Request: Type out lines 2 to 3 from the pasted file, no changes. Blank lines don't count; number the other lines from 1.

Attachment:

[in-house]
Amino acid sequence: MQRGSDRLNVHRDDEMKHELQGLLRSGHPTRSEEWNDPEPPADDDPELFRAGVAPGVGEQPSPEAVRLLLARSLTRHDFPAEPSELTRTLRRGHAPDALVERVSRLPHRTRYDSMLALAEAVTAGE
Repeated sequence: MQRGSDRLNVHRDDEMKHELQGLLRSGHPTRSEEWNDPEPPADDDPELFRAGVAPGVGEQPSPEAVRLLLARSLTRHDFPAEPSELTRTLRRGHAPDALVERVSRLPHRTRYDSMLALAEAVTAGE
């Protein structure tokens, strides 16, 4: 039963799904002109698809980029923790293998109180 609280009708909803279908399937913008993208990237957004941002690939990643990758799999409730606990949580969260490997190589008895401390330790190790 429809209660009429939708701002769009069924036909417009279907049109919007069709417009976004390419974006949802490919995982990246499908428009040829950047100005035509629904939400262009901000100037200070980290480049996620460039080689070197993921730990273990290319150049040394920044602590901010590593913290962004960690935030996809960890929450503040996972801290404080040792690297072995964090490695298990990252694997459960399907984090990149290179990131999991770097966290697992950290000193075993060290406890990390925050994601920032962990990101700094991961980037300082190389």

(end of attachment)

Amino acid sequence: MQRGSDRLNVHRDDEMKHELQGLLRSGHPTRSEEWNDPEPPADDDPELFRAGVAPGVGEQPSPEAVRLLLARSLTRHDFPAEPSELTRTLRRGHAPDALVERVSRLPHRTRYDSMLALAEAVTAGE
Repeated sequence: MQRGSDRLNVHRDDEMKHELQGLLRSGHPTRSEEWNDPEPPADDDPELFRAGVAPGVGEQPSPEAVRLLLARSLTRHDFPAEPSELTRTLRRGHAPDALVERVSRLPHRTRYDSMLALAEAVTAGE